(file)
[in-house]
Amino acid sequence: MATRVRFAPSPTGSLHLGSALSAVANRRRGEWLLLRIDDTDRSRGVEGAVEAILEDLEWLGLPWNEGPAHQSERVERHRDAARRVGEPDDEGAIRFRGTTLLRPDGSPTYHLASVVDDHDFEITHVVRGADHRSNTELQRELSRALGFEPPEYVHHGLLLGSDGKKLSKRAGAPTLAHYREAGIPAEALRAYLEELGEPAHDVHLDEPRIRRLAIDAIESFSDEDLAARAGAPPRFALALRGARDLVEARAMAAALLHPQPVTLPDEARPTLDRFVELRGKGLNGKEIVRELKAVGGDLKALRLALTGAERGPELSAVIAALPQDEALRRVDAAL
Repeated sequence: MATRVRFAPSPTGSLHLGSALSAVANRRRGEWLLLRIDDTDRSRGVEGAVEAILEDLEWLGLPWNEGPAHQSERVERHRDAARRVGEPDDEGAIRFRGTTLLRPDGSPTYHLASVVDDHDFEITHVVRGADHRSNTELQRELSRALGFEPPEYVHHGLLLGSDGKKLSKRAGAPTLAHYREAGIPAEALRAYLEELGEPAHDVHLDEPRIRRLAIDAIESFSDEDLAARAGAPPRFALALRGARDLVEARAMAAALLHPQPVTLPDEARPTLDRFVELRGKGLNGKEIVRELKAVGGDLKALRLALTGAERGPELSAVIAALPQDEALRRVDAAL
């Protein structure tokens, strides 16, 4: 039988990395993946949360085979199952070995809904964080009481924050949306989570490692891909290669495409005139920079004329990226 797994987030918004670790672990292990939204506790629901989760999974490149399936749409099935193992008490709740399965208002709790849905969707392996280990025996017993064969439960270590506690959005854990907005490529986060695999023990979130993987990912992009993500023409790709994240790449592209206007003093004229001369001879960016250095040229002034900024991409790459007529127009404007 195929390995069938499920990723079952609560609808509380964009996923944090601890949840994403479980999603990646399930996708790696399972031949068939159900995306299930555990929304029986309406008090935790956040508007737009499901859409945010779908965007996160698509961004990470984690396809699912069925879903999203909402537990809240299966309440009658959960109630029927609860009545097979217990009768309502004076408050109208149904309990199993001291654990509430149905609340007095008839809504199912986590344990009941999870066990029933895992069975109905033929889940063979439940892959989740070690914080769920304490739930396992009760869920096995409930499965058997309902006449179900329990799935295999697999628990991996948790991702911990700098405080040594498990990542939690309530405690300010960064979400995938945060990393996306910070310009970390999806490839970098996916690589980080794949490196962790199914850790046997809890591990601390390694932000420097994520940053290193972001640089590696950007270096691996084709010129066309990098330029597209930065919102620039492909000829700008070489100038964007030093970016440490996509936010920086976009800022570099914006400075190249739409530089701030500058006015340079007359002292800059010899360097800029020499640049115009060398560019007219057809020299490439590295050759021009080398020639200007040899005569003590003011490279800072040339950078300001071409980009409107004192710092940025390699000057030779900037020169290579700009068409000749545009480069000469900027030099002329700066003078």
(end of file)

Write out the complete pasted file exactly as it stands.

[in-house]
Amino acid sequence: MATRVRFAPSPTGSLHLGSALSAVANRRRGEWLLLRIDDTDRSRGVEGAVEAILEDLEWLGLPWNEGPAHQSERVERHRDAARRVGEPDDEGAIRFRGTTLLRPDGSPTYHLASVVDDHDFEITHVVRGADHRSNTELQRELSRALGFEPPEYVHHGLLLGSDGKKLSKRAGAPTLAHYREAGIPAEALRAYLEELGEPAHDVHLDEPRIRRLAIDAIESFSDEDLAARAGAPPRFALALRGARDLVEARAMAAALLHPQPVTLPDEARPTLDRFVELRGKGLNGKEIVRELKAVGGDLKALRLALTGAERGPELSAVIAALPQDEALRRVDAAL
Repeated sequence: MATRVRFAPSPTGSLHLGSALSAVANRRRGEWLLLRIDDTDRSRGVEGAVEAILEDLEWLGLPWNEGPAHQSERVERHRDAARRVGEPDDEGAIRFRGTTLLRPDGSPTYHLASVVDDHDFEITHVVRGADHRSNTELQRELSRALGFEPPEYVHHGLLLGSDGKKLSKRAGAPTLAHYREAGIPAEALRAYLEELGEPAHDVHLDEPRIRRLAIDAIESFSDEDLAARAGAPPRFALALRGARDLVEARAMAAALLHPQPVTLPDEARPTLDRFVELRGKGLNGKEIVRELKAVGGDLKALRLALTGAERGPELSAVIAALPQDEALRRVDAAL
């Protein structure tokens, strides 16, 4: 039988990395993946949360085979199952070995809904964080009481924050949306989570490692891909290669495409005139920079004329990226 797994987030918004670790672990292990939204506790629901989760999974490149399936749409099935193992008490709740399965208002709790849905969707392996280990025996017993064969439960270590506690959005854990907005490529986060695999023990979130993987990912992009993500023409790709994240790449592209206007003093004229001369001879960016250095040229002034900024991409790459007529127009404007 195929390995069938499920990723079952609560609808509380964009996923944090601890949840994403479980999603990646399930996708790696399972031949068939159900995306299930555990929304029986309406008090935790956040508007737009499901859409945010779908965007996160698509961004990470984690396809699912069925879903999203909402537990809240299966309440009658959960109630029927609860009545097979217990009768309502004076408050109208149904309990199993001291654990509430149905609340007095008839809504199912986590344990009941999870066990029933895992069975109905033929889940063979439940892959989740070690914080769920304490739930396992009760869920096995409930499965058997309902006449179900329990799935295999697999628990991996948790991702911990700098405080040594498990990542939690309530405690300010960064979400995938945060990393996306910070310009970390999806490839970098996916690589980080794949490196962790199914850790046997809890591990601390390694932000420097994520940053290193972001640089590696950007270096691996084709010129066309990098330029597209930065919102620039492909000829700008070489100038964007030093970016440490996509936010920086976009800022570099914006400075190249739409530089701030500058006015340079007359002292800059010899360097800029020499640049115009060398560019007219057809020299490439590295050759021009080398020639200007040899005569003590003011490279800072040339950078300001071409980009409107004192710092940025390699000057030779900037020169290579700009068409000749545009480069000469900027030099002329700066003078």